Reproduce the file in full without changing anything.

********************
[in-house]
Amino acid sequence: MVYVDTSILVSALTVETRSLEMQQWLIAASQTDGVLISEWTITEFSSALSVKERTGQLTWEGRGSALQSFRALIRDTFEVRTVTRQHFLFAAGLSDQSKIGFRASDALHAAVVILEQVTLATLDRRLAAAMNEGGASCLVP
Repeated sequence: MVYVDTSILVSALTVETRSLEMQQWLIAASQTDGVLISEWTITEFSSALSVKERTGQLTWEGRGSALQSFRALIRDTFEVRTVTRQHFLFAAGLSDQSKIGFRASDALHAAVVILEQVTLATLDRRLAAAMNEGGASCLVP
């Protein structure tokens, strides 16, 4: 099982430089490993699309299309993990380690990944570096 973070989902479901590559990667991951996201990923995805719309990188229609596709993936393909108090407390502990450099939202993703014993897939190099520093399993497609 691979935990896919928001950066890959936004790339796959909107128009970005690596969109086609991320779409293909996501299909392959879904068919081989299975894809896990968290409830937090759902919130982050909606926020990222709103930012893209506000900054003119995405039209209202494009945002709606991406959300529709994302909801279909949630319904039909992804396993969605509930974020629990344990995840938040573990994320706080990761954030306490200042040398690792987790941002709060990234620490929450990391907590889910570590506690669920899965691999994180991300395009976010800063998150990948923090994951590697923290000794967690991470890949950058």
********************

[in-house]
Amino acid sequence: MVYVDTSILVSALTVETRSLEMQQWLIAASQTDGVLISEWTITEFSSALSVKERTGQLTWEGRGSALQSFRALIRDTFEVRTVTRQHFLFAAGLSDQSKIGFRASDALHAAVVILEQVTLATLDRRLAAAMNEGGASCLVP
Repeated sequence: MVYVDTSILVSALTVETRSLEMQQWLIAASQTDGVLISEWTITEFSSALSVKERTGQLTWEGRGSALQSFRALIRDTFEVRTVTRQHFLFAAGLSDQSKIGFRASDALHAAVVILEQVTLATLDRRLAAAMNEGGASCLVP
């Protein structure tokens, strides 16, 4: 099982430089490993699309299309993990380690990944570096 973070989902479901590559990667991951996201990923995805719309990188229609596709993936393909108090407390502990450099939202993703014993897939190099520093399993497609 691979935990896919928001950066890959936004790339796959909107128009970005690596969109086609991320779409293909996501299909392959879904068919081989299975894809896990968290409830937090759902919130982050909606926020990222709103930012893209506000900054003119995405039209209202494009945002709606991406959300529709994302909801279909949630319904039909992804396993969605509930974020629990344990995840938040573990994320706080990761954030306490200042040398690792987790941002709060990234620490929450990391907590889910570590506690669920899965691999994180991300395009976010800063998150990948923090994951590697923290000794967690991470890949950058």